This book was just ok. It was a bunch of loosely connected stories, similar to I Robot or Martian Chronicles. And like I Robot, a lot of the stories dealt with sort of logical or ethical problems encountered during a conflict with an entirely mechanical foe. I think one of my favorite stories was a warship encounters 2 little ships. One is carrying a bit of technology vital to the war effort. Both ships insist they are human. How do you determine which one is telling the truth?

However most of th
Daniel Velazquez
El argumento de la novela, es muy bueno, lo único que le quita es que son una serie de pequeñas historias.
I am so addicted to the Berserker series. For one, it proclaims on the front cover "your galaxy is toast, monkey boys" can you not read a book with a statement like that on the cover - it's insulting AND apocalyptic!

I think what I like is the idea of those dark killing machines (even scarier than Daleks) out there using humans to betray us and calling them Good Life (which means a nice clean death when they're done with you)...I admit I giggle at the Good Life fitness franchise regularly
Ricky Penick
This was an experiment. I downloaded this audiobook from the library without having any idea what to expect. First of all, this is a collection of short stories masquerading as a novel. This wouldn't be so bad if they were actually connected by narrative or characters or location or theme, but unfortunately there is not much that binds them. In the end though, it doesn't matter because they are universally awful.
If I could, I'd rate this between three and four stars. It was very good, slightly dated, but very good because it deals more with the psychological aspects of the characters than with the specifics of the science. There are some great character studies and inventive situations that keeps each of the vignettes fresh and interesting.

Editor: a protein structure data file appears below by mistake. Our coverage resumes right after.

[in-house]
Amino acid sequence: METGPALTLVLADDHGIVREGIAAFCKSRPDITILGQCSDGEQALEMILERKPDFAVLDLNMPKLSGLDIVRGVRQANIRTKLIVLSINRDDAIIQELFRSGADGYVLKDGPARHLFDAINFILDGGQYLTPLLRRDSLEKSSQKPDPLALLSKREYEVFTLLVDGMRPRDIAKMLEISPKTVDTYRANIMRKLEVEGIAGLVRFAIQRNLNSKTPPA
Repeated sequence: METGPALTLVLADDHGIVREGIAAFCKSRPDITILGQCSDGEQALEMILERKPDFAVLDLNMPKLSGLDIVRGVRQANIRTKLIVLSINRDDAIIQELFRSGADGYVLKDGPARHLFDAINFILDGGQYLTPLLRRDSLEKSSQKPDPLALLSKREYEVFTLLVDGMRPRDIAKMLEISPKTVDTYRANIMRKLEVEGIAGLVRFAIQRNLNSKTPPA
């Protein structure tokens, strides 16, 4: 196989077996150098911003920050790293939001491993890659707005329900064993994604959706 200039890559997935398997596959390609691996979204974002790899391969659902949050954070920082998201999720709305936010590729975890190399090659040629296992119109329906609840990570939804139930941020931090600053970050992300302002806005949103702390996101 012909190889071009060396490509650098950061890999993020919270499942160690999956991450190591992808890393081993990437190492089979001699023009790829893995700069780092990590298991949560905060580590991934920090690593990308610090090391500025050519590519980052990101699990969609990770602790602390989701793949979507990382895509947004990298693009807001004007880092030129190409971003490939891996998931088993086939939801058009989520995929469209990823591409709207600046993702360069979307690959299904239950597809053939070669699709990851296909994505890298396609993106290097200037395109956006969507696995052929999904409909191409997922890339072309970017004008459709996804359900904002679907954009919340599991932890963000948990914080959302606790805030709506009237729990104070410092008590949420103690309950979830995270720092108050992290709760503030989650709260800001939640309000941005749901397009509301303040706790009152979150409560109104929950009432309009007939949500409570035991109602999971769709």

Ty Myrick
Good, but dated. A collection of magazine stories, not a one or five novels. I usually enjoy Golden Age sci-fi more, even though these were fine. The read this because I was intrigued after reading a more recent Berserker story. I would be happy to read the rest of the Berserker stories, but probably not in 5 book chunks.
Feb 20, 2008 Michelle rated it 5 of 5 stars  ·  review of another edition
Recommends it for: Any science fiction fan
This would be an impressive science fiction venture even if it had been written more recently than thirty years ago. This book is comprised of several short stories tied together with related characters and events. It has some really beautiful things to say about humanity and the nature of life.
This restored my interest in the Berserker series. Short stories, many of them very good reads. Definitely a different style than a couple of the later books (see my reviews). I read this probably 30 years ago, so it's good to re-read and know that I still liked it.
Jason Farley
This was a fantastic set of science fiction short stories. Everything from very funny, to very tragic to, to poignant and thoughtful, to a few of the stories that are absolutely must reads.
Very Heavy Metal style. I dug it.
A must-read....driving awesome
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Other Books in the Series

Berserker (1 - 10 of 14 books)
  • Berserker (Berserker, #1)
  • Brother Assassin (Berserker, #2)
  • Berserker's Planet (Berserker, #3)
  • Berserker Man (Berserker, #4)
  • The Ultimate Enemy (Berserker, #5)
  • The Berserker Wars (Berserker)
  • The Berserker Throne (Berserker, #7)
  • Berserker: Blue Death (Berserker, #8)
  • Berserker Kill (Berserker, #9)
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The First Book of Swords (Books of Swords, #1) Berserker (Berserker, #1) The Second Book of Swords (Books of Swords, #2) The Complete Book of Swords (Books of Swords, #1-3) The Lost Swords: The First Triad (Lost Swords, #1-3)